Cyberattacks: An Increasing Threat
Cybersecurity is an increasingly important issue. In 2019, cyberattacks on businesses and individuals increased in number and complexity. Cybercriminals are targeting small businesses. According to CNBC.com, more than half of small businesses experienced a breach last year. On average, the attacks cost businesses $200,000 with many going out of business.1
Criminals not only attack businesses, but also individuals. Rumors circulated that the Saudi Prince sent a video containing malware to Jeff Bezos’s phone through WhatsApp to track his phone activities.2
Because of the serious threat that cyberattacks represent, Nucleus Computer decided to write about where we see things going this year.
Cybersecurity Threat 1: Mobile Devices Will be Targeted
Typically, criminals look for weaknesses in any business. Because companies usually have some protections in place on their employees’ computers (servers), but not as much on their mobile devices, criminals will increasingly attack them.
Many companies adopt bring your own device (BYOD) policies for employees, which leads to even more security holes. Once the criminals hack a mobile device, they can access the entire office network.3
Because there are so many smartphones in the world (about 3.5 billion)4, criminals will target them more often. Besides this, they have a number of ways to attack smartphones, including through email, apps and texts. All of these factors make them a very attractive target.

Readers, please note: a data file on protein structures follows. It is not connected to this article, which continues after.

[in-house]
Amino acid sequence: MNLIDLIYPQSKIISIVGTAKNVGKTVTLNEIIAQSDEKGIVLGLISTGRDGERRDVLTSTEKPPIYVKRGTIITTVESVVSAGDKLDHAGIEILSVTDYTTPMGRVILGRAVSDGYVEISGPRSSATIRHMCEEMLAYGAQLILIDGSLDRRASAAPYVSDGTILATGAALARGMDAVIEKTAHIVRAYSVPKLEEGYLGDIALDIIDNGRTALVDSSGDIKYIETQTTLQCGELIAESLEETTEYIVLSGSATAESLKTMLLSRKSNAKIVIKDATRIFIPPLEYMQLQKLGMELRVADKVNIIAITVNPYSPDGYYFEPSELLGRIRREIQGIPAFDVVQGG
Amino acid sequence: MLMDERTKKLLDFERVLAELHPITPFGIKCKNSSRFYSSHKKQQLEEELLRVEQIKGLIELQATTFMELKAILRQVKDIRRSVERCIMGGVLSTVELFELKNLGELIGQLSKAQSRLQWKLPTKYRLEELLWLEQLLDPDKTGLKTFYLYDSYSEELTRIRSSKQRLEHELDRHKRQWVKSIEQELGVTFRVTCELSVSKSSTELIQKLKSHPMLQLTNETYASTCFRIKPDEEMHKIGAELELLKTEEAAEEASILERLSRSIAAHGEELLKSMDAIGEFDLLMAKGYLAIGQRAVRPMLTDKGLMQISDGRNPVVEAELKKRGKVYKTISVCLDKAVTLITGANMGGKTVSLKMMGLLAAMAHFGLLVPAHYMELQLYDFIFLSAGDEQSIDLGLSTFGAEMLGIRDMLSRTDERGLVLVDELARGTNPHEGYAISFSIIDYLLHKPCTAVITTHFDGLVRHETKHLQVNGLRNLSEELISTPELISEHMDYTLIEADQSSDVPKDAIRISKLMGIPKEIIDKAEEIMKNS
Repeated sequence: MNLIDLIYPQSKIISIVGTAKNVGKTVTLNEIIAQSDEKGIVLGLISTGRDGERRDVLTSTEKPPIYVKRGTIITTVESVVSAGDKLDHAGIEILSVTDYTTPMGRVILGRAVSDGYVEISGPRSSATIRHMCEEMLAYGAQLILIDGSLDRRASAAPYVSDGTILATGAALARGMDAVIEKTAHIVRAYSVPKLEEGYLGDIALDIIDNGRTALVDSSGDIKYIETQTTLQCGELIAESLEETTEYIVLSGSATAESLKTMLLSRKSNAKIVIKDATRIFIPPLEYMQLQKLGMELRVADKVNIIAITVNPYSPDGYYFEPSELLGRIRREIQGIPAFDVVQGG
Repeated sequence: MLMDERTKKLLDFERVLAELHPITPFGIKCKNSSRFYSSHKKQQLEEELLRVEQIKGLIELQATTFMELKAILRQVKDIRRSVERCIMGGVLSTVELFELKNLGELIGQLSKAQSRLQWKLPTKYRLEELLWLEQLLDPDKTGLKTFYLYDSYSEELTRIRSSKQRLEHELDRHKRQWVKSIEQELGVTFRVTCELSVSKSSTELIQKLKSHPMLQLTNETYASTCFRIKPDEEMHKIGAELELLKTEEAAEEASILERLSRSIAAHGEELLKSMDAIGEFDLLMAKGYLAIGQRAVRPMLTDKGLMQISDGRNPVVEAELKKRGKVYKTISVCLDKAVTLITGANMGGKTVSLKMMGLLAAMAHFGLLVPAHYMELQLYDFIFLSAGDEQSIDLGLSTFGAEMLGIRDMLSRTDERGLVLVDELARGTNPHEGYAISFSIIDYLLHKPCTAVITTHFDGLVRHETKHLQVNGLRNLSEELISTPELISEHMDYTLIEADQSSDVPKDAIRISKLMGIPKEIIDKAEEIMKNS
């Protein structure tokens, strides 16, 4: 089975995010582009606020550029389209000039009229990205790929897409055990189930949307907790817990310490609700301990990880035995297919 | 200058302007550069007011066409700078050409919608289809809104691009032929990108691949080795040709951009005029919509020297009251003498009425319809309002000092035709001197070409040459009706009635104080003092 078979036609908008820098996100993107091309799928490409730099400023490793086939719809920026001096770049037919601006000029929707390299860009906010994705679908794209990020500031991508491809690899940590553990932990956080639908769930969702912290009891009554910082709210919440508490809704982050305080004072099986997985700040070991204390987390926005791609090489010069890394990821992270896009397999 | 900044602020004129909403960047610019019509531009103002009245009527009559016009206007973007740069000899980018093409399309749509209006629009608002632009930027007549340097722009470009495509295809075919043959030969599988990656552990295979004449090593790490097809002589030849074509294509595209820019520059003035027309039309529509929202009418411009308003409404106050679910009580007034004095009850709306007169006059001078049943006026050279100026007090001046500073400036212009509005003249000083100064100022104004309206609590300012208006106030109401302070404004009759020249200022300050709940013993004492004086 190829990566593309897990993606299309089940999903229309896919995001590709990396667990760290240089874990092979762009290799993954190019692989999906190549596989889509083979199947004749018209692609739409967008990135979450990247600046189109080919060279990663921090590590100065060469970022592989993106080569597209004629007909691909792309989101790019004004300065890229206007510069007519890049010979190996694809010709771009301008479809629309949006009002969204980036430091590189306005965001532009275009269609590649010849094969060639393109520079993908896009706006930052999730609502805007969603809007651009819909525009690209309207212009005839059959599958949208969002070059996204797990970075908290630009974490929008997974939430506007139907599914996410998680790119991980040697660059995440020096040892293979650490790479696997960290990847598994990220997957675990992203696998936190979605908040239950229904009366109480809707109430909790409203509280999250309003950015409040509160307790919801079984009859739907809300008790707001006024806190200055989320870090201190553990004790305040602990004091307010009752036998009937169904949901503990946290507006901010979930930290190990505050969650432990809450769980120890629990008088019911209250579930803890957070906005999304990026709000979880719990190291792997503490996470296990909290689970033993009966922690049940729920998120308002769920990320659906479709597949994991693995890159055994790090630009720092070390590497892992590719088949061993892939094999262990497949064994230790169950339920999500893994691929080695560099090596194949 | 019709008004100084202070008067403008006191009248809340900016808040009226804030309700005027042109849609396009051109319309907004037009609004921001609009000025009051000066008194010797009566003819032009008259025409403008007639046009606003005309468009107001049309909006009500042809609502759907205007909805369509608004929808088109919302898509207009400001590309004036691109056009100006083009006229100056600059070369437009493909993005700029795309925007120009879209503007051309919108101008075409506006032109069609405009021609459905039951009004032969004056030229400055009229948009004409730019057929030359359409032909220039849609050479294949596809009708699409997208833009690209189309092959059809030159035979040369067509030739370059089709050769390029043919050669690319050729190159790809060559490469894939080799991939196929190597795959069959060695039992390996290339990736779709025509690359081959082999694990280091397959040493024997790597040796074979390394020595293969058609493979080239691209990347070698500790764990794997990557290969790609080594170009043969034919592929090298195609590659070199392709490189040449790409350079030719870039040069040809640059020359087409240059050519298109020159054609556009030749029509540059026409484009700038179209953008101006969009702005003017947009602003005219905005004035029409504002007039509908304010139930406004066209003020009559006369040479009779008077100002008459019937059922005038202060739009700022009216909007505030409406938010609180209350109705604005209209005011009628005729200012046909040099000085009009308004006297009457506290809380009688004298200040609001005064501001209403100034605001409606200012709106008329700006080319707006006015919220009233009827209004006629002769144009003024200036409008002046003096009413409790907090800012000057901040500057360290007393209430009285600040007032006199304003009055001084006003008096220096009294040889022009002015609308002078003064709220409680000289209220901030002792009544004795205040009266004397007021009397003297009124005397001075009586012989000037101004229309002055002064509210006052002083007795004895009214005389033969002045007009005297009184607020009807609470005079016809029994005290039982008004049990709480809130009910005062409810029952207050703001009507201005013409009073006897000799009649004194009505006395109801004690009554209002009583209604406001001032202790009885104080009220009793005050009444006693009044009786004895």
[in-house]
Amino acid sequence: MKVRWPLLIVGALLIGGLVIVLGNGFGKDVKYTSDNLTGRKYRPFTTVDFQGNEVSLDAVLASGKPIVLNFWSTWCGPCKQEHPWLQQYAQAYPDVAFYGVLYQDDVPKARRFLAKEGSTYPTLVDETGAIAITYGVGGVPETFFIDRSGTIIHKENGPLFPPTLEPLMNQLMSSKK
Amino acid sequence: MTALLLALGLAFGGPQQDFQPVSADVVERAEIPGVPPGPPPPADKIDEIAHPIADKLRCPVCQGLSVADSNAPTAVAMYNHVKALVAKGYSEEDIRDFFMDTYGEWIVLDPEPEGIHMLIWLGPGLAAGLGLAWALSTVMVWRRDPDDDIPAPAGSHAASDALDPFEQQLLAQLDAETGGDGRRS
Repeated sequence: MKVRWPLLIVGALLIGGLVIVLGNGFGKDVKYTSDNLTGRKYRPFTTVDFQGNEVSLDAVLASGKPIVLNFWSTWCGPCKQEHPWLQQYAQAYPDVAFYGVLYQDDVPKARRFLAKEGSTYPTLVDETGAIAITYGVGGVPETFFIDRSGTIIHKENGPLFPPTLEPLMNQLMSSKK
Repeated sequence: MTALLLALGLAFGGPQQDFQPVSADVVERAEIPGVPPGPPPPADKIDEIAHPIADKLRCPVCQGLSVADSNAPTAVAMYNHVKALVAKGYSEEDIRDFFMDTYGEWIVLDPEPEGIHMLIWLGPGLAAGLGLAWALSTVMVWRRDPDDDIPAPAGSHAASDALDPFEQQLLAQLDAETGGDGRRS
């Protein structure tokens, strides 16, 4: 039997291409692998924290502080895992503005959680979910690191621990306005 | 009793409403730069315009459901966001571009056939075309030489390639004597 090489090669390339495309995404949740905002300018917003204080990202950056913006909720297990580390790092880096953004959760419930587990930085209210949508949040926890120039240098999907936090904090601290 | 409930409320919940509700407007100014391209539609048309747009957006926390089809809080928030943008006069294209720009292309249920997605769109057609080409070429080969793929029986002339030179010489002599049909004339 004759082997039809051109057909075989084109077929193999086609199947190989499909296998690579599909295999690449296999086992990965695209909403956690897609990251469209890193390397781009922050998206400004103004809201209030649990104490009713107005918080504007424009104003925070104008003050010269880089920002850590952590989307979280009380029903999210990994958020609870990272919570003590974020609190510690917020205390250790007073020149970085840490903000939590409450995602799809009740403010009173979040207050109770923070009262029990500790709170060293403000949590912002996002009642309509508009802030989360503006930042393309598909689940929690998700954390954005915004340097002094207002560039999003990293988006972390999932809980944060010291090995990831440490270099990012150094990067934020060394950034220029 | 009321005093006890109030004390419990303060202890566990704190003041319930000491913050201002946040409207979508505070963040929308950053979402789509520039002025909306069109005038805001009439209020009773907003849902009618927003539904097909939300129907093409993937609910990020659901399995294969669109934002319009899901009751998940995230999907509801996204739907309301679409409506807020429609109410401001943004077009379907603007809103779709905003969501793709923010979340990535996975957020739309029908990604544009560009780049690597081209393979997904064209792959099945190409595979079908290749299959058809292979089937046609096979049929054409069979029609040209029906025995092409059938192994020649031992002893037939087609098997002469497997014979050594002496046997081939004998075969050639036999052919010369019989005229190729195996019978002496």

Cybersecurity Threat 2: IoT Will be Targeted
What is IoT (Internet of Things)? This term refers to all of the devices connected to the Internet, including computers, tablets and smartphones. Also, IoT includes smart speakers (Amazon Echo, Google Home, etc.), smart TVs, security systems and cameras, appliances, smart watches and other items.
Because of the huge growth in the number of IoT devices, cybercriminals have a large target market. According to one source, there will be about 75 million IoT devices by 2025.5 Kaspersky, the cybersecurity firm, found 105 million attacks in the first half of 2019, compared to the same time period in 2018.6
Because manufacturers rush these devices to market, they do not provide them with sufficient security protection. Criminals take advantage of this by sending malware to them or using them to access other devices on the same network.
Some researchers hacked into smart devices using a laser. Please check out the following video:
Threat 3: Cloud Providers Will be Targeted
In 2019, businesses and individuals moved their files and software computing needs to the cloud. They use services like Microsoft Office 365 and Azure and Amazon Web Services. Because of this, there is no longer a need for a lot of hardware onsite, including servers.
Because of this change, cybercriminals will increasingly launch attacks on cloud providers, including online backup companies. This will make it important for businesses and people to research the providers’ security practices. Do they have data stored in several different locations? What encryption does the provider use?